Policy Statement on Address Space Allocations

Matthew Kaufman matthew at scruz.net
Sat Jan 27 07:45:05 UTC 1996

Original message <96Jan27.012415-0000_est.20615+371 at chops.icp.net>
From: Sean Doran <smd at icp.net>
Date: Jan 27,  1:24
Subject: Re: Policy Statement on Address Space Allocations
> The encouragement, IMHO, should be in the form of the work
> PIER is addressing (sorry about the pun), some possible
> future renumbering tools, NATs, or any other technology
> which results in making a change of addresses painless and
> quick, so that people have little or no reason to object to
> using provider-supplied addresses.

Right. Exactly. But UNTIL such time as easy renumbering for everyone is
a reality, watching a world where the policy of one of the big service
providers collides directly with the policy of the address assignment
agencies makes me wonder what whose goals really are, and really REALLY
glad that the company I founded is as big as it is already. 

And that's because if I was starting that company TODAY, and I knew that in
less than two years down the road I'd be in a position where I'd be multihomed 
and/or at an interchange point, I'd be stuck... because there's no way I could
get an initial address block for assignment to my customers that was also big 
enough to pass Sprint's routing filters. 

I don't even understand how I'd effectively use such an address... If I get
an address from my provider, I'm doomed to renumbering in the event that
provider can't provide me with all the service I need, and I can't subject
my customers to that. But the first "portable" block of addresses I could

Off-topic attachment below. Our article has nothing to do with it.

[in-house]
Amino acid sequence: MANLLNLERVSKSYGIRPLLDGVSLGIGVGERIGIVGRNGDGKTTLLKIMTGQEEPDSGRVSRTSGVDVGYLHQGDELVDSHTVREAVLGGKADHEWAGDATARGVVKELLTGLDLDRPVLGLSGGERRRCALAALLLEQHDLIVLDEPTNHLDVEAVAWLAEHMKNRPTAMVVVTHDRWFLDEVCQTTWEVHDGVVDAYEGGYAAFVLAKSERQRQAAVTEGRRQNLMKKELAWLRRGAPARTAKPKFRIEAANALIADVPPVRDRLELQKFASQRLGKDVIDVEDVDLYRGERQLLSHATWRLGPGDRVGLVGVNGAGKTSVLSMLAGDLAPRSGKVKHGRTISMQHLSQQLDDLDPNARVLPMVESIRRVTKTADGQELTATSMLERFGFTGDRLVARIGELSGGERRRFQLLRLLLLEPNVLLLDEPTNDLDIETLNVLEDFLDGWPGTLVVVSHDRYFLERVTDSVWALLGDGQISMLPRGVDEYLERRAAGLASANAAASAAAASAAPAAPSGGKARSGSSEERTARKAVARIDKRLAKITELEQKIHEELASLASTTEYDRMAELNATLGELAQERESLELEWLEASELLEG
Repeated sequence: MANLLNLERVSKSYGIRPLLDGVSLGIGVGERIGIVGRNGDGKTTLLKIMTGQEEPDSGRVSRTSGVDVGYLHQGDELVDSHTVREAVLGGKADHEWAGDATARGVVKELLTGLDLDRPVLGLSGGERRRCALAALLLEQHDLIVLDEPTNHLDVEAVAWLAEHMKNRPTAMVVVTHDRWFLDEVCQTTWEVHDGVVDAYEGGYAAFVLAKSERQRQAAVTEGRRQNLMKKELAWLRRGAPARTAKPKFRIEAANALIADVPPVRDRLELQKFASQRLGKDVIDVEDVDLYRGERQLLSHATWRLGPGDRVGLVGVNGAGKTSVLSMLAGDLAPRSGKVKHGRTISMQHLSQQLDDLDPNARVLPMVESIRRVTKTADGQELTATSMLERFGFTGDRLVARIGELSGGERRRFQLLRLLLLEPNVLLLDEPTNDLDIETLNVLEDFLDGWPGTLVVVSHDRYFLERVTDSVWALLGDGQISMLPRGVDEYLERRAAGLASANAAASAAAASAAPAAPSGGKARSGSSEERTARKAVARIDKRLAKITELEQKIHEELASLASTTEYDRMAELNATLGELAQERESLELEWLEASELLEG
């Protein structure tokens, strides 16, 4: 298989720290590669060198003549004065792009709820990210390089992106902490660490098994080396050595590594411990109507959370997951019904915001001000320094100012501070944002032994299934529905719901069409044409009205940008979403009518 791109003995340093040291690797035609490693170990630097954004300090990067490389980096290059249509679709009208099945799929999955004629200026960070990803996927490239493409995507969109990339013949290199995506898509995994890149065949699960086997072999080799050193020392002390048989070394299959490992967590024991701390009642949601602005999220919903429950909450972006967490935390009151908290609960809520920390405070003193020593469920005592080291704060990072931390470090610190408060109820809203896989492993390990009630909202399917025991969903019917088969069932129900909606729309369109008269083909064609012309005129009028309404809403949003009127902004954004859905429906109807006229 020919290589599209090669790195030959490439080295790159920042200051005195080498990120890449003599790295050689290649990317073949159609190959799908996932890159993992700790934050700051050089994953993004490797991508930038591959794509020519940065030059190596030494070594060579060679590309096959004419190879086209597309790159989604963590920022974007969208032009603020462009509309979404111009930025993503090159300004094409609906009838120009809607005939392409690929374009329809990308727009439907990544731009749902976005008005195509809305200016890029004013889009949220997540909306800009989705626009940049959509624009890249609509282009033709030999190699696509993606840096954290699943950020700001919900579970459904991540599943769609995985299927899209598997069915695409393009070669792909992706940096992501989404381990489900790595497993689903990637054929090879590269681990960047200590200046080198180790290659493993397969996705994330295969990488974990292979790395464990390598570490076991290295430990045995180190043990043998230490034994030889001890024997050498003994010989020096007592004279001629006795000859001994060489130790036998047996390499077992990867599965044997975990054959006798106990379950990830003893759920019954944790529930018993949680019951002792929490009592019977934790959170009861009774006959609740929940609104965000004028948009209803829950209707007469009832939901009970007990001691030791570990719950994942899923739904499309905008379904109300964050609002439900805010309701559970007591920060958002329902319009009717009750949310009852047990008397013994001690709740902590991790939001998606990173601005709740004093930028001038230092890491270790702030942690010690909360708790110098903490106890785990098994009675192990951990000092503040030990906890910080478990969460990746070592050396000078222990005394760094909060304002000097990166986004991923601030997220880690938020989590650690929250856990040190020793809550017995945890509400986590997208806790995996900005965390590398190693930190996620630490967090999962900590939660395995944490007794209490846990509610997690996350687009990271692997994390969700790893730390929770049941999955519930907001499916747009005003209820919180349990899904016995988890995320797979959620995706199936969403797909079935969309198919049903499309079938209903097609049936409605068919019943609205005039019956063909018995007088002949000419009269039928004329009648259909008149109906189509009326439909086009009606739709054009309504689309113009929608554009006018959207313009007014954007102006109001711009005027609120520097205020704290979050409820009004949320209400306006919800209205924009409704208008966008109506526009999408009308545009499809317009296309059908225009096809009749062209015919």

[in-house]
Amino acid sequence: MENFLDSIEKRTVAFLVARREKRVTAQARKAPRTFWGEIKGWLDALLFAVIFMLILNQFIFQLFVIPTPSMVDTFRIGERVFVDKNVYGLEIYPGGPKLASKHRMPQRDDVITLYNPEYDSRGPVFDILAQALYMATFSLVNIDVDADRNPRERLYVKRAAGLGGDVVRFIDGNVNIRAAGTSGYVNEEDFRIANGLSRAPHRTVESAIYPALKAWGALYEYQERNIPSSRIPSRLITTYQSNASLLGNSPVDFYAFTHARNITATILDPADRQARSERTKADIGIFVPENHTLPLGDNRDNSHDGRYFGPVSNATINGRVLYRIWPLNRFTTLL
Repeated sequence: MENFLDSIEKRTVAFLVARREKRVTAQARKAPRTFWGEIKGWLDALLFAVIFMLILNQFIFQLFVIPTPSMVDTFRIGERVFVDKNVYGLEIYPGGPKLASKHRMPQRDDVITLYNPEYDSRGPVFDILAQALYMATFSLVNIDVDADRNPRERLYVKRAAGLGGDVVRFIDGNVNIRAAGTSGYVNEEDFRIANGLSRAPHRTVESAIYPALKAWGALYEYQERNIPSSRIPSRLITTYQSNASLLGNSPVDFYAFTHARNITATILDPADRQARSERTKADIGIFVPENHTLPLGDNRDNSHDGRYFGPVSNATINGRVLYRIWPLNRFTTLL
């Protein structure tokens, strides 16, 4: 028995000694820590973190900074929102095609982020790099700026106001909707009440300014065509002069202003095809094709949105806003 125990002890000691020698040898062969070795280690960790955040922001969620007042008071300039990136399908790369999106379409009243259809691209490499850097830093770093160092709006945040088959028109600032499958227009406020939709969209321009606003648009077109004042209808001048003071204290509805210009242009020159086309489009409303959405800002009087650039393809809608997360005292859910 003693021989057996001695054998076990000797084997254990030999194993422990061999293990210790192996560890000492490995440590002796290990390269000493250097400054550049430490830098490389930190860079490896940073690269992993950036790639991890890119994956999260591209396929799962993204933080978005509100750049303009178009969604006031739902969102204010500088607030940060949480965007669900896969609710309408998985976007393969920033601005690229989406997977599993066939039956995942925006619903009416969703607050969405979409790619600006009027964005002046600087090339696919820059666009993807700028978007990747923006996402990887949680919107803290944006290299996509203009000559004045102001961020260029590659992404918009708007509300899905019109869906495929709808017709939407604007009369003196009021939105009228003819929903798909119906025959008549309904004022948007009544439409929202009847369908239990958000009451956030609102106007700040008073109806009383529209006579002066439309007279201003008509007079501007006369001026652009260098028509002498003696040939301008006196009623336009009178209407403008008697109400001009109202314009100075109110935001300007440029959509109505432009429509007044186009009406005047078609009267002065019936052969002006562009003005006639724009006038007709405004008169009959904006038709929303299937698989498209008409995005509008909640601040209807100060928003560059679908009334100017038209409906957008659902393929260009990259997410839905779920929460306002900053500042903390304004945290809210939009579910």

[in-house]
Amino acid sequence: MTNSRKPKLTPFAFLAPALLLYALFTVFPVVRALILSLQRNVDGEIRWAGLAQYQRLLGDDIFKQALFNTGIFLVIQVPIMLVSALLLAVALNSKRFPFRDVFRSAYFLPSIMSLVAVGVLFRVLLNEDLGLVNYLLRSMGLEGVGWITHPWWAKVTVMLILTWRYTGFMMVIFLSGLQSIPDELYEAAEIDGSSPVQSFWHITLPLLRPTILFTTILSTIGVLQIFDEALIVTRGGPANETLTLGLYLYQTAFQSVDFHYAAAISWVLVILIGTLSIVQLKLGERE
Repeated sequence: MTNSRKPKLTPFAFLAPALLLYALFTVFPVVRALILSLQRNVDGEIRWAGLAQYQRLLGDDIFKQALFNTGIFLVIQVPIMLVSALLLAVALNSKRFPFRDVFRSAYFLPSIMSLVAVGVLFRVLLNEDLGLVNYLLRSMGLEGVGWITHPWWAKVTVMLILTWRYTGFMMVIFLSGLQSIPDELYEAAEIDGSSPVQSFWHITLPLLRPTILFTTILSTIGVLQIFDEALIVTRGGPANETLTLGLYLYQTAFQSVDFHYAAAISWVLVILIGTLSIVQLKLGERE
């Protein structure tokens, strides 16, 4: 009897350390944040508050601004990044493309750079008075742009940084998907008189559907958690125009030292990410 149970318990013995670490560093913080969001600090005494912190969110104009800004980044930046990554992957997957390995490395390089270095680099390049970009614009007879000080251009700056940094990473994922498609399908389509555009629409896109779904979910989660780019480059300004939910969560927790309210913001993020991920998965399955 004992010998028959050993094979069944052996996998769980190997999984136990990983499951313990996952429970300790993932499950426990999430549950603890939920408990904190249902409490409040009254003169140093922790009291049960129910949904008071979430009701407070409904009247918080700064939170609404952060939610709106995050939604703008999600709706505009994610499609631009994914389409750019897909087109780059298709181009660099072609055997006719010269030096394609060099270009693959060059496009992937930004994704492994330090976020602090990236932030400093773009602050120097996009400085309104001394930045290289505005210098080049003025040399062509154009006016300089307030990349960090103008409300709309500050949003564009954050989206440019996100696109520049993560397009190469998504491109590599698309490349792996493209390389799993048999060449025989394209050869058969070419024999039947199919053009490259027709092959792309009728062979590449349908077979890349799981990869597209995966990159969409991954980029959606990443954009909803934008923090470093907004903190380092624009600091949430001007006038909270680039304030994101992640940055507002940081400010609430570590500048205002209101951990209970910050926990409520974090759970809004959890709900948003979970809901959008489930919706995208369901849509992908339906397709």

get (speaking hypothetically as a new ISP) wouldn't work to get everywhere,
because Sprint (and no doubt others in the future) would ignore the 
announcement. Since those addresses would be worthless, there's no way
I could ever use them, and thus no way I could ever satisfy the Internic
that I'd effectively used my first block of addresses and was ready for
a bigger one. I forsee a large number of new /19's filled with fictitious
entities, followed immediately by the application for an additional, larger, 
block... and if we're concerned about the efficient use of address space
(and not just routing table size) that's a serious waste.

Why can't we just all agree, at least for a little while, on the SAME
address efficiency vs. routing table size tradeoff?  RIPE, et al has decided
that initial assignments of /19 are the right tradeoff. Sprint has decided
that /18 (or maybe /17 now) is the right tradeoff. Similar, but not the same,
choice. If it was the same, this argument would be over and new providers
could continue to spring up without having to wonder how they're going to get
their first addresses routed and NSP engineers would know that routing table
size, while perhaps a bit larger than they'd wanted, would still be seriously
limited in growth compared to the alternatives. I really don't care whether
Sprint changes their filter to be at /19, or if RIPE, IANA, et al decide
that Sprint really is smarter than they are and that /17 is the correct
tradeoff point, but its just 2 bits! Stop claiming technical superiority
and just make it work right for everyone simultaneously!

We (scruz-net) advertise more addresses than I'd like, but the Internic
forced us into that corner. We asked for a big block over a year ago. They
gave us a /21. We used it right up and asked for a big block again. They
gave us a /20. We argued with them about it, and they refused to budge, so
we went ahead and used it up to. Then we asked for a big block again. THAT
time they believed us. We got a /16. Had they given us the /16 the first
time, we'd have 2 fewer announcements in 204.*, and still not be quite done
using it up. But I'm not going to go tell a hundred or more customers
(a good number of those 204.* addresses are subnetted into /29 for "small LAN"
customers) that, without the benefit of any renumbering tools, they get
to change everything around and sit on the phone all day with our tech support
staff until it works correctly again. 

-mattthew kaufman
 matthew at scruz.net

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